Exercising with a spinal condition or after spinal surgery can be difficult; since activities that jar the spine like weightlifting and high-intensity cardio are off limits, many people don’t know where to turn. It can feel like a Catch-22, since exercise is always an important component of back pain treatment.
For many with spinal issues, walking is the best option for exercise (barring access to a pool). It may not seem like enough to make a difference, but even moderate-intensity cardio helps you maintain and improve both cardiovascular and muscular strength. If you’re in good physical shape aside from your spine, you may even be able to walk at a fast pace, increasing the intensity of a walking workout. In general, it’s best to start slow and gradually work your way up to longer, more intense walks.
NOTE: If you have a spinal condition or have had surgery, always consult with a doctor or physical therapist about when it’s safe to start exercising and what type is best.
Walk more. Simple advice, right? Some of us need a little more structure to our exercise regimen. Fortunately, there are 2 basic programs out there to help get you walking more, consistently.
Some research (such as the study at www.ncbi.nlm.nih.gov) indicates that people who take 10,000 steps a day are likely to hit the recommended guidelines for physical activity. This is highly variable, though; if you walk extremely slowly throughout the course of the day, for example, you may not see as many gains from 10,000 steps as you would from, say, 5,000 at higher intensity.
Still, the 10,000 steps program is a good way to get people moving more in general. Using a pedometer, you track the normal amount of steps you take in a day over the course of a week, thereby obtaining an average daily step count. The program advocates that you increase your daily step total by 500 steps each week until you hit the goal of 10,000 a day.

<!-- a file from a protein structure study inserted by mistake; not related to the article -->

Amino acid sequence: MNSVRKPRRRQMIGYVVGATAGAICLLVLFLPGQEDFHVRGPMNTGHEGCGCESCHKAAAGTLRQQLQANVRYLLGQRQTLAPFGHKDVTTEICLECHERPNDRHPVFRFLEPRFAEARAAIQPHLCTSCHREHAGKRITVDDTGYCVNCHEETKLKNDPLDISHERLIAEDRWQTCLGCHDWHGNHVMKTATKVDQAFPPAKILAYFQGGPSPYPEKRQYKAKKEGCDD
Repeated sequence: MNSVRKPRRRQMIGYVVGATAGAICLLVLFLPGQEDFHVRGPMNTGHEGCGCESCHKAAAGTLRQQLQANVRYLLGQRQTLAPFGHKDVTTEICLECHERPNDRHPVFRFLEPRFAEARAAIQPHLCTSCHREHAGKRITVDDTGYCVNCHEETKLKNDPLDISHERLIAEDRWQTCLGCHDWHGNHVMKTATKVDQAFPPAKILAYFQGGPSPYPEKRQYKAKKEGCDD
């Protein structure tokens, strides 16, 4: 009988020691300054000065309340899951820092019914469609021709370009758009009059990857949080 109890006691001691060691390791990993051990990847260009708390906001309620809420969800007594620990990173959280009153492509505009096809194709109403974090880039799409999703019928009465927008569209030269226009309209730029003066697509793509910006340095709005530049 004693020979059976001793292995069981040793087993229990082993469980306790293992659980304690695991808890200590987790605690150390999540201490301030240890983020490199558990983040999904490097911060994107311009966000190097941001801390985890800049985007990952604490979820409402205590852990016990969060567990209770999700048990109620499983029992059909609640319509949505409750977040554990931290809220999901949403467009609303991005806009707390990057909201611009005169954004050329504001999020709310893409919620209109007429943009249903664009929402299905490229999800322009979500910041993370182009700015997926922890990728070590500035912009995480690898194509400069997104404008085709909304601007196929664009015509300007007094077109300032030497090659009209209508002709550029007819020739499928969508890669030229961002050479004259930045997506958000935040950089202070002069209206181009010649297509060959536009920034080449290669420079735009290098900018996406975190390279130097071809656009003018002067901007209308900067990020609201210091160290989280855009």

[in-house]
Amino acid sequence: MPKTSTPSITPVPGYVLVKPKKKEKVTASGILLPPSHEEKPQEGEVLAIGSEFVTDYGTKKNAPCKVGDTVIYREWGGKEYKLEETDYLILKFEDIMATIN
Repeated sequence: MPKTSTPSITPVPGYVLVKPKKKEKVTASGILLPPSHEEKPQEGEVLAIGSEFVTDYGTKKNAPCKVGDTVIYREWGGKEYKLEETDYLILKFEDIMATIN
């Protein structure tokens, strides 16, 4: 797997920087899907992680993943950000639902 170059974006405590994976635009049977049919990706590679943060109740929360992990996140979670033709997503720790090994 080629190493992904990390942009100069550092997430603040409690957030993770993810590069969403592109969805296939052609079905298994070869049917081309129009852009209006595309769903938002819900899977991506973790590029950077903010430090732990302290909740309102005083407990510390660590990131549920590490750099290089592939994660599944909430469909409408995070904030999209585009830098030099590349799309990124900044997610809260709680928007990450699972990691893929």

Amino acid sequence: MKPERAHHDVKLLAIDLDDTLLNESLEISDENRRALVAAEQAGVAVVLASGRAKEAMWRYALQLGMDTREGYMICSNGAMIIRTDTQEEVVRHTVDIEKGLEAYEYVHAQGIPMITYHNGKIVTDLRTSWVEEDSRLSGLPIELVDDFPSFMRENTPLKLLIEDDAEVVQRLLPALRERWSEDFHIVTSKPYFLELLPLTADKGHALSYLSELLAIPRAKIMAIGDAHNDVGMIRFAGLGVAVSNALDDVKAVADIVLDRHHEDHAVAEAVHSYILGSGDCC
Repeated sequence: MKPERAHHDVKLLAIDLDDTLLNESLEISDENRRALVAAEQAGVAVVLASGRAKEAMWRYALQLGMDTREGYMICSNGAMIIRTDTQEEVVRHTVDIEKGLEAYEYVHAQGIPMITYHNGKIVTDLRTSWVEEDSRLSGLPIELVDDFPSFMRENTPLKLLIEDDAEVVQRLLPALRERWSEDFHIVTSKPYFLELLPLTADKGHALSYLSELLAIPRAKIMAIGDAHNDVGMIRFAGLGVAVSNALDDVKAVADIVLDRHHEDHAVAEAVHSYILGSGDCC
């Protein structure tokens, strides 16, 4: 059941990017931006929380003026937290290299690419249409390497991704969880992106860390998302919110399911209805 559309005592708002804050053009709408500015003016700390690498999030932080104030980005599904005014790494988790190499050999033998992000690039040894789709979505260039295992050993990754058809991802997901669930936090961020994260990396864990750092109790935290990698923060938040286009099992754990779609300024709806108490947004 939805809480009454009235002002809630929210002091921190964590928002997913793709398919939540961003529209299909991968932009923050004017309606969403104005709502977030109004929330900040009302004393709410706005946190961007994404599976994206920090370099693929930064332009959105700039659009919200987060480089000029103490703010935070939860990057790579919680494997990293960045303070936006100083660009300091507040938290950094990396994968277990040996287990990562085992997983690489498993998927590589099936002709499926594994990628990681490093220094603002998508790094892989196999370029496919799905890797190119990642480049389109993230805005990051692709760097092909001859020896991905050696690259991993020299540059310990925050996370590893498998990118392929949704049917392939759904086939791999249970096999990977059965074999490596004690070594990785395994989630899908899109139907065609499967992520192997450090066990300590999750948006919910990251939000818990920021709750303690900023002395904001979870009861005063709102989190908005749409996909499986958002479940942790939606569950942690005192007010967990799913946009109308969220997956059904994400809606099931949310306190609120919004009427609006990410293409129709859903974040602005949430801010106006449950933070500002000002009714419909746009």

Hitting this goal may require you to set a chunk of time aside specifically dedicating to walking each day or most days. When you walk, be sure to consciously engage your abdominal and gluteal muscles; this will help turn walking into a low-grade core workout. Core strength is important to spine health.
If you’re looking for a little more structure, you may want to commit to a progressive walking schedule at least 5 days a week. Consider the schedule at www.thewalkingsite.com, which starts you off at either 15 or 20 minutes each day, gradually increasing the length of your walks to 40-60 minutes each day over a 12-week period.
This option is best for people who would like to specifically dedicate a period of time each day or most days to get exercise in. You can keep this routine interesting by walking in different neighborhoods, parks or woods; you could also choose to take the same course, gradually extending it each week.
Spinal injury exercise may be gentler than you’re used to or than you want it to be, but something is always better than nothing, and safety is always better than further injury. Walking can help your spine recover from surgery or bouts of lower back pain.